HOW TO LEAVE A MARK
DEVAN COLLINS DEL CONTE
(For the Record)
It goes like this:
It’s 2005 at the Summer Drive-in theater, and Emmy’s outside by herself. She arranges the staging area outside the lobby. It’s dark but she sees by the streetlights that dot the parking lot and by the glow through the lobby windows. The grimy white movie screens loom in a loose arc around—blind and distant eyes. She plugs a floodlight into the extension cord that trails through the lobby door, and a yellow beam pours over a card table. It illuminates a cookie sheet with a dark patina and a giant wine glass that catches the light and throws it back. There’s a bucket of baseballs on the sidewalk and a lumpy plastic bag beside it. Emmy walks around and grazes each of these things with the tips of her fingers and says to herself, This is how Ramona touches her hair before she leaves for a date, a charm to hold everything in place. Emmy’s stomach tightens in excitement. Behind Emmy’s set, a bare bulb flickers over the door to the women’s restroom and Emmy reaches up to unscrew it. She examines the shadows on the table and adjusts the angle of the floodlight. Perfect.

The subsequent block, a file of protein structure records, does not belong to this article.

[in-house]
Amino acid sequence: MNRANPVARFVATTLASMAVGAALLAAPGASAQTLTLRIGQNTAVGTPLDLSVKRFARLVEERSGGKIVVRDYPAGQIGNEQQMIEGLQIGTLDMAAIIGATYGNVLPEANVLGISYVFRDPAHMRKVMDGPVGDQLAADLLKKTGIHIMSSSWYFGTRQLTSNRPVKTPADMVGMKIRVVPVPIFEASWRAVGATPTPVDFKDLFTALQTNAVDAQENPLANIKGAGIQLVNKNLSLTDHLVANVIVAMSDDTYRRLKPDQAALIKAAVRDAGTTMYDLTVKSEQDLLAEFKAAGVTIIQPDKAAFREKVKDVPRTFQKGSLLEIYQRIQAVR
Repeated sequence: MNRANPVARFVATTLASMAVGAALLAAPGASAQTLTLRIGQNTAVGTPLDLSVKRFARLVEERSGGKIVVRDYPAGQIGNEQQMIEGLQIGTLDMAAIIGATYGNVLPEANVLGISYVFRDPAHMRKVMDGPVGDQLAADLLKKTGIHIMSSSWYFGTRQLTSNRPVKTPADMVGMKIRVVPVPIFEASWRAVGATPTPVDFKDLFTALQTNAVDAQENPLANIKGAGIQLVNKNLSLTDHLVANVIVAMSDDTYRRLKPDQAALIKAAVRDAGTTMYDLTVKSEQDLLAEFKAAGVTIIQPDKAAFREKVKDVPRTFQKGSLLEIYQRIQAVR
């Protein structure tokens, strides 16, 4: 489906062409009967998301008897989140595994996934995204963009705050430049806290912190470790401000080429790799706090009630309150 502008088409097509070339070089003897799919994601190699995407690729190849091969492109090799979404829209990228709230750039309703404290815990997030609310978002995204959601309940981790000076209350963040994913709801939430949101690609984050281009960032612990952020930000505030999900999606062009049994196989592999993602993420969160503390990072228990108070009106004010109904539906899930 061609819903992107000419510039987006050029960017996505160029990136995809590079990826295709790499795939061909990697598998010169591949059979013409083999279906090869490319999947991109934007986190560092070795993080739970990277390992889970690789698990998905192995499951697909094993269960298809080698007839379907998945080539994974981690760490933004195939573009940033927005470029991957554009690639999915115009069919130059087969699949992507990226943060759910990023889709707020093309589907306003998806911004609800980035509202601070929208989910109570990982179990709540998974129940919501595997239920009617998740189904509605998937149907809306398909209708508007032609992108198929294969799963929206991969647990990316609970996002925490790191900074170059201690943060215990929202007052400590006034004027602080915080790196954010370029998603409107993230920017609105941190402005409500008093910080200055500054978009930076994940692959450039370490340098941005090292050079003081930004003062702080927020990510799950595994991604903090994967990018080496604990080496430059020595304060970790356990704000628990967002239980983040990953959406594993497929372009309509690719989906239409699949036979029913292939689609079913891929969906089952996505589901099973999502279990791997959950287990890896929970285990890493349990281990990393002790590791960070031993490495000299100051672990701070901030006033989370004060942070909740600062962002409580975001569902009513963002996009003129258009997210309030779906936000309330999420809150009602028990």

Emmy’s Nana sold the drive-in theater almost a month ago and moved from Memphis to an assisted-living center in Louisiana. The apartment above the theater lobby has been Emmy’s home for fifteen years, the fields of barren asphalt, the hillocks that tilt the cars toward the screens, the storage room of projection reels and sugary food that left her, for years, always a little buzzed and and always a little pudgy. Emmy is glad her Nana gets to rest. She remembers when she first moved here as a little girl, watching her Nana open plastic compartments in the morning and scoop pills into her mouth: tablets and capsules with bands of colors and numbers like secret codes. Emmy would watch her, and then she’d swallow hard candies whole and pretend they were her own medicine. She’d watch her Nana nap and Emmy would tell herself rules for making sure her Nana would wake up: do not touch the phone in the office; do not hide behind cars to hear the wet sounds of teenagers kissing; do not climb the ladders on the sides of the screens; do not talk about Mom and Dad; do not talk about Wendy. Sometimes Emmy has nightmares: thick violet pulses of light and sound that ache in her eardrums—the smell of turpentine, her Nana’s voice. She guesses these are memories of the car wreck, the hospital, but they could just as easily be nothing at all.